How the Media Shapes Public Opinion on Immigration by Jo Smith
The media plays a huge part in the way the UK population sees the world. Newspapers, television programmes, and online reporting all show a level of bias that is passed to the general public. When the media continually use their position to criticise and demean a group of people- in this case, immigrants- these views are picked up and echoed throughout other sections of society.
Brexit and Immigration
This has become more obvious during the ‘Brexit’ process, in which the UK chose to break away from the European Union. The print media’s coverage of the initial referendum campaign featured a number of critical and negative stories about the impact of immigrants on the UK.
A recent report has reviewed the media output during the referendum campaign. King’s College London’s centre for the study of media, communication and power (CMCP) has analysed more than 15,000 newspaper articles published by 20 of the leading national news outlets. They looked at the terminology that was used by journalists and found that immigration was continually reported in both a ‘divisive’ and ‘acrimonious’ manner.
Immigration was the subject of 99 front-page stories, making it a hot topic among members of the public who were trying to decide which way to vote. The fact that the majority of these front pages were published by pro-Leave newspapers demonstrates that a publication’s likelihood to publish a story is often linked to its overarching political stance.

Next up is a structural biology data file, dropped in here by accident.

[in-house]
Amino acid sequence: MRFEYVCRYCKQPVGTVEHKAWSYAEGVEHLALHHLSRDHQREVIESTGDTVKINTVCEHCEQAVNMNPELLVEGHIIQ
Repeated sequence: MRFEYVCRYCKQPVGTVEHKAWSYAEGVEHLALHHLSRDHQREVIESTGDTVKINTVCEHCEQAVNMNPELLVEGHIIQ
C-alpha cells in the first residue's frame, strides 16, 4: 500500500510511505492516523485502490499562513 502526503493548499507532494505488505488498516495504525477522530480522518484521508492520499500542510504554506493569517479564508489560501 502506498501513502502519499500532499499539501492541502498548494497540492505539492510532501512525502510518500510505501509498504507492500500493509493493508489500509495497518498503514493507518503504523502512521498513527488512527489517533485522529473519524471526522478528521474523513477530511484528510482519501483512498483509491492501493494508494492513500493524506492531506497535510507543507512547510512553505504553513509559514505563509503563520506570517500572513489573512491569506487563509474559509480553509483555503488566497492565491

The EU Referendum result has, in part, been attributed to the media portrayal of immigrants. By describing the group using negative terminology, the media have contributed to a growing sense that the country is being overwhelmed and that leaving the EU is a way to reverse this.
The Conservatives’ era of austerity has involved a number of cuts to public services, such as mental health services and disability support. While people are, understandably, concerned about the impact of the cuts, the media has vilified immigrants and blamed them for the government’s austerity measures. Those without British citizenship have been bracketed together and castigated for everything from NHS waiting times to limited social housing.
While there are occasions on which these stories are publicly challenged, the fact that these stories still make it into print with such frequency is a pressing concern. Articles about immigration predominantly focus on the negative, often linking individuals who are fleeing dangerous political regimes to terrorists and describing them as criminals.
The Government’s Role
This idea has not been entirely generated by the media. Theresa May’s government was responsible for policies which encouraged the public’s negative opinion of those seeking a better life in the UK. They introduced the ‘Hostile Environment’ in 2012 in an attempt to meet the election promises they made in 2010.